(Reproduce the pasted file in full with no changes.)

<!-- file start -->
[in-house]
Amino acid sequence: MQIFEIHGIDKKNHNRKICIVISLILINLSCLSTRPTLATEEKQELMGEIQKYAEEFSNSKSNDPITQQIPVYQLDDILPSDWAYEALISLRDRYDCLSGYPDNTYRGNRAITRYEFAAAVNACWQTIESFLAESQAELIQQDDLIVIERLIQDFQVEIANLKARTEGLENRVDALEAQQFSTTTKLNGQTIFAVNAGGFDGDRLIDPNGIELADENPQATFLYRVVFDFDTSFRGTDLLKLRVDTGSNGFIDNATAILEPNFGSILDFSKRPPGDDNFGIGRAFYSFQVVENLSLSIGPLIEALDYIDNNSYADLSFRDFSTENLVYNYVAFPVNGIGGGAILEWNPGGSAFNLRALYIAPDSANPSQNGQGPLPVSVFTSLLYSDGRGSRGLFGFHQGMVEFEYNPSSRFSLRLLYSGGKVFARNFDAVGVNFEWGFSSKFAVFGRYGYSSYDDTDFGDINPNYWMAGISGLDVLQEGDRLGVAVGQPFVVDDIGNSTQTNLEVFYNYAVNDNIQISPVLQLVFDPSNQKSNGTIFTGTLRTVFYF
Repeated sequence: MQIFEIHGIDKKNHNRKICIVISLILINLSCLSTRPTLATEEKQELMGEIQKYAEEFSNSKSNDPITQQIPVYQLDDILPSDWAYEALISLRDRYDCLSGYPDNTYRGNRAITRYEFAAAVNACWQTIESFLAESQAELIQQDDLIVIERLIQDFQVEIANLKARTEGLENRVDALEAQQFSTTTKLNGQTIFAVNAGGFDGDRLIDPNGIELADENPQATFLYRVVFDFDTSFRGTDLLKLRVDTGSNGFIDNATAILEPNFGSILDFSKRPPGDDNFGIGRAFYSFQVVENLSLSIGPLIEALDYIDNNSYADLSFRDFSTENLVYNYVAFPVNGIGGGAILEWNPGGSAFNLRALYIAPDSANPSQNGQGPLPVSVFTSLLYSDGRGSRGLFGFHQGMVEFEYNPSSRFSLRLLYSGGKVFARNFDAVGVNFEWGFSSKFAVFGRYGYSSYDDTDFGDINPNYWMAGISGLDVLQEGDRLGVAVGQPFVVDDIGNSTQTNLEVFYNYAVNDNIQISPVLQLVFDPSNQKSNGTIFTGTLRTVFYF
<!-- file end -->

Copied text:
[in-house]
Amino acid sequence: MQIFEIHGIDKKNHNRKICIVISLILINLSCLSTRPTLATEEKQELMGEIQKYAEEFSNSKSNDPITQQIPVYQLDDILPSDWAYEALISLRDRYDCLSGYPDNTYRGNRAITRYEFAAAVNACWQTIESFLAESQAELIQQDDLIVIERLIQDFQVEIANLKARTEGLENRVDALEAQQFSTTTKLNGQTIFAVNAGGFDGDRLIDPNGIELADENPQATFLYRVVFDFDTSFRGTDLLKLRVDTGSNGFIDNATAILEPNFGSILDFSKRPPGDDNFGIGRAFYSFQVVENLSLSIGPLIEALDYIDNNSYADLSFRDFSTENLVYNYVAFPVNGIGGGAILEWNPGGSAFNLRALYIAPDSANPSQNGQGPLPVSVFTSLLYSDGRGSRGLFGFHQGMVEFEYNPSSRFSLRLLYSGGKVFARNFDAVGVNFEWGFSSKFAVFGRYGYSSYDDTDFGDINPNYWMAGISGLDVLQEGDRLGVAVGQPFVVDDIGNSTQTNLEVFYNYAVNDNIQISPVLQLVFDPSNQKSNGTIFTGTLRTVFYF
Repeated sequence: MQIFEIHGIDKKNHNRKICIVISLILINLSCLSTRPTLATEEKQELMGEIQKYAEEFSNSKSNDPITQQIPVYQLDDILPSDWAYEALISLRDRYDCLSGYPDNTYRGNRAITRYEFAAAVNACWQTIESFLAESQAELIQQDDLIVIERLIQDFQVEIANLKARTEGLENRVDALEAQQFSTTTKLNGQTIFAVNAGGFDGDRLIDPNGIELADENPQATFLYRVVFDFDTSFRGTDLLKLRVDTGSNGFIDNATAILEPNFGSILDFSKRPPGDDNFGIGRAFYSFQVVENLSLSIGPLIEALDYIDNNSYADLSFRDFSTENLVYNYVAFPVNGIGGGAILEWNPGGSAFNLRALYIAPDSANPSQNGQGPLPVSVFTSLLYSDGRGSRGLFGFHQGMVEFEYNPSSRFSLRLLYSGGKVFARNFDAVGVNFEWGFSSKFAVFGRYGYSSYDDTDFGDINPNYWMAGISGLDVLQEGDRLGVAVGQPFVVDDIGNSTQTNLEVFYNYAVNDNIQISPVLQLVFDPSNQKSNGTIFTGTLRTVFYF